Tim in S. California:
The procedure I've utilized with several pairs of speakers is to measure bass response (from 200 Hz down) with various speaker placements to identify the smoothest bass response. A smoother overall bass response is more important to me than extreme bass extension. I use the Stereophile Test CD #2 and my calibrated Radio Shack analog SPL meter. I understand the RS meter is not the most accurate device but I'm not worried about exact dB readings as much as the relative readings. And for whatever it might be worth, before I retired I calibrated my RS meter by a test signal with the B&K meter we had at work. The SPL meter is placed on a tri-pod at my ear level in place of my sweet-spot chair. An 80 dB level is chosen as a balance between lower levels which may have fall off and louder levels which might emphasize bass tones.
My procedure is to position the speakers under test for separation and toe in based on experience, then begin with the speakers at a minimal distance from the front wall and record the SPL for each bass frequency, move the speakers 2" further into the room and measure SPLs again. I adjust the gain for 80 dB (at the listening position) with a 1K reference tone, then record the SPL reading for each bass frequency for each third octave from 200 Hz down to 31 Hz. I continue this as I move the speakers in 2" increments further into the room. Once I've covered a range from maybe two feet to nearly four feet I then go through the measurements for each distance and add up the variation (ignoring positive or negative numbers) from the 1K reference measurement. Every time I've done this set up evaluation I see the summed variation diminishes up to a point as I move the speakers away from the front wall, then it begins to increase. This tells me the distance that approximates the smoothest bass response curve (minimal variation total). With all my prior speakers I would then move them 1" closer and again 1" further back than the best 2" measurement position to fine tune bass response even further. As I'll cover, this last step was not necessary with the zA2.1s.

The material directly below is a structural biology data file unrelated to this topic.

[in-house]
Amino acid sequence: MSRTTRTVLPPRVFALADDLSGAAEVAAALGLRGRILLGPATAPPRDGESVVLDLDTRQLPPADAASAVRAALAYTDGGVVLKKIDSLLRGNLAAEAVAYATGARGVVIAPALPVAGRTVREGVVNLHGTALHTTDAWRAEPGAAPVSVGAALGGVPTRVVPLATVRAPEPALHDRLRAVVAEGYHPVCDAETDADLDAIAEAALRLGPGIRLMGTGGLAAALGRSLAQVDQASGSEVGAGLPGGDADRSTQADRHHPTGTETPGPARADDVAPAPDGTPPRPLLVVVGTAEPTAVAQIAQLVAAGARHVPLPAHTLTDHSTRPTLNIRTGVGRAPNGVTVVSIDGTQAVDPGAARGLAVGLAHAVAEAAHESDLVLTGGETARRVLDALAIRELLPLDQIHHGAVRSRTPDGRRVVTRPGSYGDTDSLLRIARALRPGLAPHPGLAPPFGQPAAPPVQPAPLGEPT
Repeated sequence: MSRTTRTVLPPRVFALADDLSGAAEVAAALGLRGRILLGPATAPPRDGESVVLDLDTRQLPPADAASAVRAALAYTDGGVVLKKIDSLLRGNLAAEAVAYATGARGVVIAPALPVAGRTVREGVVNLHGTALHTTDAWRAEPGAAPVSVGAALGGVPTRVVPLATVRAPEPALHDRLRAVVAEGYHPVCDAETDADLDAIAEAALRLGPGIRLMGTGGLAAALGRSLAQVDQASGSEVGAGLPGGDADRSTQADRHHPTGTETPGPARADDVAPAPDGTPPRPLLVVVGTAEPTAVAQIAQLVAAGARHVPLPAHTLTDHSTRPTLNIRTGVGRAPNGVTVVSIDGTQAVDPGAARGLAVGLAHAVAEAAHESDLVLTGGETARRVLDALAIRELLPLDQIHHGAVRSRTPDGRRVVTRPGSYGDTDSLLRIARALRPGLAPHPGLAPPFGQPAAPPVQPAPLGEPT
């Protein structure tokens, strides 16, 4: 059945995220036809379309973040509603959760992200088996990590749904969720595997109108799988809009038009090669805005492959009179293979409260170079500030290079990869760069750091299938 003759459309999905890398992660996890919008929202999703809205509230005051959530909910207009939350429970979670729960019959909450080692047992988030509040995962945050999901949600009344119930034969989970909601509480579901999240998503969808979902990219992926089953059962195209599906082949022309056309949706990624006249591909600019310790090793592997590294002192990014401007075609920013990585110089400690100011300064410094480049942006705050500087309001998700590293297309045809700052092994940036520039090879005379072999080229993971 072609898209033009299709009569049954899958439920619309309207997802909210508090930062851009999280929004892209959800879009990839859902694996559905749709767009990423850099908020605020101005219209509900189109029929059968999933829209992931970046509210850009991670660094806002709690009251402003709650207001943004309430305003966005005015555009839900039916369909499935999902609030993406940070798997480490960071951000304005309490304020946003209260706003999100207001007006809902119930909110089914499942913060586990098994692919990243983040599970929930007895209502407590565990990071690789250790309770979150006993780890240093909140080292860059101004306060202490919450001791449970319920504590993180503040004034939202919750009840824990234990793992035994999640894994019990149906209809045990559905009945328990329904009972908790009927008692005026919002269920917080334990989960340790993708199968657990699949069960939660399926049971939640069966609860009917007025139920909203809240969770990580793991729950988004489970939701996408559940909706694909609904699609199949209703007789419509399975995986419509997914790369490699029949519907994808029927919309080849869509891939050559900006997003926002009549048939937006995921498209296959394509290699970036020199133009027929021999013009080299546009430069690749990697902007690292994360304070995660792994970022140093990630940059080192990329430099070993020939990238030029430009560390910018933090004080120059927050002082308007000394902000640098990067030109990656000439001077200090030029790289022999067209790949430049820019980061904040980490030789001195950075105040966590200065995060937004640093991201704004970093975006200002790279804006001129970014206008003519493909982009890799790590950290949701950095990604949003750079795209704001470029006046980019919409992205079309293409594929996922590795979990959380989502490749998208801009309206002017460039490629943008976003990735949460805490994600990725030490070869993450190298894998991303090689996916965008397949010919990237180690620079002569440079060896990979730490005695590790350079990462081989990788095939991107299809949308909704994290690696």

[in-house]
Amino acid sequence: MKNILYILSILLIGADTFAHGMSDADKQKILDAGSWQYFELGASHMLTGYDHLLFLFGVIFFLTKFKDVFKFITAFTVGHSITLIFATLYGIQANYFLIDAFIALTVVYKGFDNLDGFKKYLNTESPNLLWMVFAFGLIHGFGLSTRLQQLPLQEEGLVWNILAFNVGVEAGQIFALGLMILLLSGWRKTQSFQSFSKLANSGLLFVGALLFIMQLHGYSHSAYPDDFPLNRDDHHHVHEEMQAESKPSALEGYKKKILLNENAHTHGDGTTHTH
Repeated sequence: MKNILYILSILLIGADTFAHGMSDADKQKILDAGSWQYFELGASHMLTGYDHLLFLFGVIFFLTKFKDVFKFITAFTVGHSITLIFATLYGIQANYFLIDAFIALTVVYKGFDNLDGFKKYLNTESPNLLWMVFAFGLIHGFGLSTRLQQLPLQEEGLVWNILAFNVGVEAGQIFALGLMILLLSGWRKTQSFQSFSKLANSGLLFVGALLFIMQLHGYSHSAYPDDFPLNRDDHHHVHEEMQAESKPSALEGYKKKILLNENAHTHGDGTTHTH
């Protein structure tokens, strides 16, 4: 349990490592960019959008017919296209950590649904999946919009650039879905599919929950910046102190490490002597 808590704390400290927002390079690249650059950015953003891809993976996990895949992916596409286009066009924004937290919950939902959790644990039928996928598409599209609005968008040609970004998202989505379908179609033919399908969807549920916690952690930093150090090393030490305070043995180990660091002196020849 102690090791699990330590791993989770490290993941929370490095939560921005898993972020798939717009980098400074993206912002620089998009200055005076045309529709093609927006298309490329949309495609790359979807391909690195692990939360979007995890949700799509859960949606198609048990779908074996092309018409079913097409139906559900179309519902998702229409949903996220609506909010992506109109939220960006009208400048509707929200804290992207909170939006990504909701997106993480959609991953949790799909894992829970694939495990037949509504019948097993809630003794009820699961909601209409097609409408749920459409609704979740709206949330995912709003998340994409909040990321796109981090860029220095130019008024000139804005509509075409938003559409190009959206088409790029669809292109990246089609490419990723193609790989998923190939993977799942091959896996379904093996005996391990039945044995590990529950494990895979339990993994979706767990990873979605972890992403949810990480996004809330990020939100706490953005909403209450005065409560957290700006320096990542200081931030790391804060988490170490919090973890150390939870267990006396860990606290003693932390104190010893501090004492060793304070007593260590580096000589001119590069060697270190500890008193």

OK, that is the background. Now on to specifics.
David while you recommend an equilateral set up, that is not possible in my room, at least not within reason. The room is quite large but has an irregular shape. It is 20' long and averages something like 16-17' wide. The ceiling is flat and 11' high. There is only one practical area to locate speakers. Facing that area the wall on the right side is straight and unbroken front to back. The left side is irregular with a closet built into the room, an alcove (5' wide where components and records are placed), then two more protrusions to enclose a stairway and a column with a fireplace. The front wall (behind the speakers) has a wide sliding glass door and the main entry door. That width between the right wall and entry door area is 11' 6", the width where speakers must be placed.